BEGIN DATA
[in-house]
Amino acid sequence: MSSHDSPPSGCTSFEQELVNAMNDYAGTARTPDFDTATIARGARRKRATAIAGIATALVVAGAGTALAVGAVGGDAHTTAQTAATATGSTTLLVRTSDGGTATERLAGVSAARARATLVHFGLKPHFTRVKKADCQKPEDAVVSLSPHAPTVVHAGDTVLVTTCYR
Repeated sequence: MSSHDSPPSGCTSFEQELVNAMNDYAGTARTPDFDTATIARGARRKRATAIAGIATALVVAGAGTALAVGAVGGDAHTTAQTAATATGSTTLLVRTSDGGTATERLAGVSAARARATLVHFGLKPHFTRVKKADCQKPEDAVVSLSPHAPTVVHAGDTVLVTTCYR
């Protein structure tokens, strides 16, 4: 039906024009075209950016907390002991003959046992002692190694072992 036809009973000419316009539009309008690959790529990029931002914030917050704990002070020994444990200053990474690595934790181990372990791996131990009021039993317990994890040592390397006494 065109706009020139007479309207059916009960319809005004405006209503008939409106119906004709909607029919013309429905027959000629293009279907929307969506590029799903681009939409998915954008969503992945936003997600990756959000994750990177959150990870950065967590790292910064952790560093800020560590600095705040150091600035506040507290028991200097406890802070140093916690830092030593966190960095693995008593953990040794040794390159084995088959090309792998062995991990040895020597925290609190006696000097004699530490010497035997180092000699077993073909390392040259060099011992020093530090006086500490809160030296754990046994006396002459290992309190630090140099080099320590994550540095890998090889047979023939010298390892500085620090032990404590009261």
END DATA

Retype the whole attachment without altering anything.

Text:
[in-house]
Amino acid sequence: MSSHDSPPSGCTSFEQELVNAMNDYAGTARTPDFDTATIARGARRKRATAIAGIATALVVAGAGTALAVGAVGGDAHTTAQTAATATGSTTLLVRTSDGGTATERLAGVSAARARATLVHFGLKPHFTRVKKADCQKPEDAVVSLSPHAPTVVHAGDTVLVTTCYR
Repeated sequence: MSSHDSPPSGCTSFEQELVNAMNDYAGTARTPDFDTATIARGARRKRATAIAGIATALVVAGAGTALAVGAVGGDAHTTAQTAATATGSTTLLVRTSDGGTATERLAGVSAARARATLVHFGLKPHFTRVKKADCQKPEDAVVSLSPHAPTVVHAGDTVLVTTCYR
């Protein structure tokens, strides 16, 4: 039906024009075209950016907390002991003959046992002692190694072992 036809009973000419316009539009309008690959790529990029931002914030917050704990002070020994444990200053990474690595934790181990372990791996131990009021039993317990994890040592390397006494 065109706009020139007479309207059916009960319809005004405006209503008939409106119906004709909607029919013309429905027959000629293009279907929307969506590029799903681009939409998915954008969503992945936003997600990756959000994750990177959150990870950065967590790292910064952790560093800020560590600095705040150091600035506040507290028991200097406890802070140093916690830092030593966190960095693995008593953990040794040794390159084995088959090309792998062995991990040895020597925290609190006696000097004699530490010497035997180092000699077993073909390392040259060099011992020093530090006086500490809160030296754990046994006396002459290992309190630090140099080099320590994550540095890998090889047979023939010298390892500085620090032990404590009261």